Chapter 7 is commonly known as straight bankruptcy. Chapter 7 is designed to wipe out your debts as opposed to a Chapter 13 which is designed to restructure your debts and pay your debts back to the extent your income and expenses allow you to do so. The following is a discussion of both types of bankruptcy actions.
A Chapter 7 generally discharges your obligation to pay unsecured debts. An unsecured debt is one that has no collateral guaranteeing the debt. Examples of unsecured debts would be general credit cards, medical bills, and signature bank loans. There are certain categories of debts that cannot be discharged in bankruptcy. Examples of such debts would be child support, income taxes less than three years old, and government guaranteed student loans.
As to secured loans like a house or car loan, Chapter 7 allows you to wipe out the obligation to repay the money but it does not wipe out the lien created by a security agreement which means the creditor still has the right to repossess the collateral. If you are wanting to keep the collateral, you will have to repay the loan. If you are current on a secured loan, Chapter 7 allows you to keep the collateral and to repay the loan. You can do this by entering into a reaffirmation agreement which is a contract approved by the Court. In this contract you agree to be liable on the debt even though you have filed bankruptcy. On the other hand, if you want to surrender the collateral and wipe out the debt, you can do that instead. This is common, for example, where one is upside down on a loan like a car note and owes much more than the car is worth.
One question many people ask is whether or not they can keep all the property they have if they file Chapter 7. For most people, the answer to this question is yes. When you file Chapter 7, the law does not require you to give up all property. You are allowed to keep certain properties that fall under what are called exemptions. The law allows you to exempt and keep several thousands of dollars worth of property. Most people fall well within these exemptions and their case is classified as a no asset case. This means the property they own is within the exemptions and they are allowed to keep it all.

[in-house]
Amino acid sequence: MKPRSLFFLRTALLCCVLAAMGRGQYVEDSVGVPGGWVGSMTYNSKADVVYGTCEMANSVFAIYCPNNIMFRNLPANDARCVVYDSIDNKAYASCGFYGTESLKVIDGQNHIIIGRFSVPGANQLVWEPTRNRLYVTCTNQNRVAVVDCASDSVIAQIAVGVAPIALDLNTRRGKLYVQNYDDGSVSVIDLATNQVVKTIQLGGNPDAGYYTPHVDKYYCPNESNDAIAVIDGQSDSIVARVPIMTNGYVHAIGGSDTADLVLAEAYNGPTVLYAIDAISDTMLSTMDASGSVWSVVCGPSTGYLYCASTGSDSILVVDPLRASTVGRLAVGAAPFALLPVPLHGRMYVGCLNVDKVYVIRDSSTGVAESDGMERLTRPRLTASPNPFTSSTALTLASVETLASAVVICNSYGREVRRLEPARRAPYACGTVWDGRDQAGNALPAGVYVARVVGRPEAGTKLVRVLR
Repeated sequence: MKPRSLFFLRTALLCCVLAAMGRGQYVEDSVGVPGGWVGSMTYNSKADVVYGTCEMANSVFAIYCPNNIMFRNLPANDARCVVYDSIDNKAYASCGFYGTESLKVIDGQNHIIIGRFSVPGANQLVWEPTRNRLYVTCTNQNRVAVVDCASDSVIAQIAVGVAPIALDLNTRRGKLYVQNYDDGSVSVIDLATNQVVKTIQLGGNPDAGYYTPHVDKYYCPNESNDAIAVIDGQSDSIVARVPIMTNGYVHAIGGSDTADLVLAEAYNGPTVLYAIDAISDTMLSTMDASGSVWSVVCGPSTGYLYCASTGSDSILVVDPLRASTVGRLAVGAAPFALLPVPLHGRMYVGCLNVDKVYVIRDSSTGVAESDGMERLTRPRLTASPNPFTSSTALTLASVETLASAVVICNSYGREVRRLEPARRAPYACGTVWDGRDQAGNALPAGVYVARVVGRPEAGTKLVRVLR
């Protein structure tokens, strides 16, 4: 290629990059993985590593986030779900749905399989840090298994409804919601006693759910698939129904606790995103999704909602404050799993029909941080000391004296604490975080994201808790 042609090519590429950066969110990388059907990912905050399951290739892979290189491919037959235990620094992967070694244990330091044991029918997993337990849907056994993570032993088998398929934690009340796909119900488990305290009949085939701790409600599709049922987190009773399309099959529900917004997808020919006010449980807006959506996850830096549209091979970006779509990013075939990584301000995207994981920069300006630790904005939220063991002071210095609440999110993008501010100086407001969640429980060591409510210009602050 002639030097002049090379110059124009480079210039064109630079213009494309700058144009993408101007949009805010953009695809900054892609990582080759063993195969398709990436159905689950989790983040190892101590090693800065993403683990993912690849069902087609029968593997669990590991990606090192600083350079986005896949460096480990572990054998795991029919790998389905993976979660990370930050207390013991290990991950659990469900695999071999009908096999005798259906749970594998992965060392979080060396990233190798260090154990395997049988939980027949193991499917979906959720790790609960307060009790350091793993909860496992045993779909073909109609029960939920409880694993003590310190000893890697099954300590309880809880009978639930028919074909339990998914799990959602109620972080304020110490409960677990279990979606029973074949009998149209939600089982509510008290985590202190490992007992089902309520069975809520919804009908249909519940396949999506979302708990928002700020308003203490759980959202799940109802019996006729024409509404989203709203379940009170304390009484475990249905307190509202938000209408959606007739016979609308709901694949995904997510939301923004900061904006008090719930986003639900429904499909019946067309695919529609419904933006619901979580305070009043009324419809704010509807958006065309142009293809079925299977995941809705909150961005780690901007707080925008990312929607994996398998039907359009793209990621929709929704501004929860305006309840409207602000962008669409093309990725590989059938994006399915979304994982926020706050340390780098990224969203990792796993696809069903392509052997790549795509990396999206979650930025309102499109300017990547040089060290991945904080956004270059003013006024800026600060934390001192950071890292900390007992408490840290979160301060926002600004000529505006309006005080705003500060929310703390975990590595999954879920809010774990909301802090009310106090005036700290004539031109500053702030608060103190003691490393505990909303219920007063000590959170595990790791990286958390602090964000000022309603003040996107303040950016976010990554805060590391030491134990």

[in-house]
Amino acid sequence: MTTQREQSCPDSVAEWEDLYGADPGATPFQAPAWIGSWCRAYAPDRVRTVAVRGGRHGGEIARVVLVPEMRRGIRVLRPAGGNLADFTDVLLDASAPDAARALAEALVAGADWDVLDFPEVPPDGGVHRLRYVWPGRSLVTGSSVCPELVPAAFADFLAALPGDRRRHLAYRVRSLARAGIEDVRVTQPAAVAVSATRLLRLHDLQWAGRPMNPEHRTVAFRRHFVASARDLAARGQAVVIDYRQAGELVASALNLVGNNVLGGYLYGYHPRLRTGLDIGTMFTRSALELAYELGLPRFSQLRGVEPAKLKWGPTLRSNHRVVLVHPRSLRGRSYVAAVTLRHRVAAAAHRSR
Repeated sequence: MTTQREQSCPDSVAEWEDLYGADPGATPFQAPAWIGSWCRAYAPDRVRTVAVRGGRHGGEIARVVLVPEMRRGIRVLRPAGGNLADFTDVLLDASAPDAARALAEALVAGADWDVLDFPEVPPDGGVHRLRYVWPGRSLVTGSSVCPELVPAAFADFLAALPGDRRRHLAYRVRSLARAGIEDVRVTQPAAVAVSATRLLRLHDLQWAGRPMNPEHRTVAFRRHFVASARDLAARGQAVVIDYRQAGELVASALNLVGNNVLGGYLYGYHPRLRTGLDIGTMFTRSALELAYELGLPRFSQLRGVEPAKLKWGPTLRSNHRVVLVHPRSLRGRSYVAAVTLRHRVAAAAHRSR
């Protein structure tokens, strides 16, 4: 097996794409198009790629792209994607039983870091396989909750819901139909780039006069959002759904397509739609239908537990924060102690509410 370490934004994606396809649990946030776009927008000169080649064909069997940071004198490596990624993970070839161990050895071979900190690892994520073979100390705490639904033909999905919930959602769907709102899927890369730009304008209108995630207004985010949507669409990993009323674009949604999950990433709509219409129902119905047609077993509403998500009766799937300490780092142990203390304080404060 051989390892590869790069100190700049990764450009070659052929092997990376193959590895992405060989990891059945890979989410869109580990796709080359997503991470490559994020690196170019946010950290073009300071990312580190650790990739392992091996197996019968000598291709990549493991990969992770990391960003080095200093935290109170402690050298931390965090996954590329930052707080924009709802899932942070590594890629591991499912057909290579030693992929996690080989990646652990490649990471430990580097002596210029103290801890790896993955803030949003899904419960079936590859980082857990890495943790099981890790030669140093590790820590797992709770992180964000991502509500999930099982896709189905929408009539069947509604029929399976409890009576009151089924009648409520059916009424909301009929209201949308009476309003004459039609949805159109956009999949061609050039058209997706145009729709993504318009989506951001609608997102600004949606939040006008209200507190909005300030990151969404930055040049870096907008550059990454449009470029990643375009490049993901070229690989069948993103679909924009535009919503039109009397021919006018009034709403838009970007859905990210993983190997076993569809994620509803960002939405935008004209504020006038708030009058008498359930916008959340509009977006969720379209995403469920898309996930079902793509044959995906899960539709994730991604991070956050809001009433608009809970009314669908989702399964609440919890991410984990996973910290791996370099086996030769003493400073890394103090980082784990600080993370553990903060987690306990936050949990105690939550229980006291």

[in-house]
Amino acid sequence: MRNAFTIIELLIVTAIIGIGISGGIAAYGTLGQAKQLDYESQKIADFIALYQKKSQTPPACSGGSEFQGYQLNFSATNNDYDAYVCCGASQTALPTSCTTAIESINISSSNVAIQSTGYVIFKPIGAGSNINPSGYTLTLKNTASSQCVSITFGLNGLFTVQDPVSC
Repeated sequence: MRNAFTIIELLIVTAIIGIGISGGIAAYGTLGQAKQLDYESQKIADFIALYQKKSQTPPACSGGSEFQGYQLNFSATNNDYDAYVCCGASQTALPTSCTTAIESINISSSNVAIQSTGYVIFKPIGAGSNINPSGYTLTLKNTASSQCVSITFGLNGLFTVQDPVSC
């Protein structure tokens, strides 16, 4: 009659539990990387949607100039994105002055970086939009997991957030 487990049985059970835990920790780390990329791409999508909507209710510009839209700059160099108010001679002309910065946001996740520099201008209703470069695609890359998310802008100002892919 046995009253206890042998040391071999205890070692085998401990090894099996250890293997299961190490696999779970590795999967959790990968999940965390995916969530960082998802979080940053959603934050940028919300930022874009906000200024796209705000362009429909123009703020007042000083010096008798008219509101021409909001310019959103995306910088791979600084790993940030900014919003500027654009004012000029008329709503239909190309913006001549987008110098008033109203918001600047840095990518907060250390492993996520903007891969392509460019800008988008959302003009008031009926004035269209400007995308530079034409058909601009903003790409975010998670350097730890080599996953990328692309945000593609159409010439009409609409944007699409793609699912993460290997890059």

As to Chapter 13, this type of bankruptcy is designed to restructure and reorganize your debts into one affordable monthly payment. The payment is affordable because it is calculated based off the amount of disposable income you have. Disposable income is the income you have left over after subtracting the amount of your total income from the amount of your reasonable living expenses.
Chapter 13 offers individuals a number of advantages over straight liquidation under Chapter 7. Perhaps most significantly, Chapter 13 offers individuals an opportunity to save their homes from foreclosure or cars from repossession. By filing under this chapter, individuals can stop foreclosure proceedings and/or repossessions and are allowed to cure delinquent payments over time. Another advantage of Chapter 13 is that it allows individuals to reorganize secured debts and extend them over the life of the Chapter 13 plan which may lower the payments. Chapter 13 also allows you to adjust the interest rate down to a reasonable rate on all secured debts except a mortgage. Chapter 13 has a special provision that protects third parties who are liable with the debtor. This provision can be used to protect co-signers. Finally, Chapter 13 acts like a consolidation loan under which the individual makes the plan payments to a Chapter 13 trustee who then distributes payments to creditors. Individuals do not have direct contact with creditors while under Chapter 13 protection.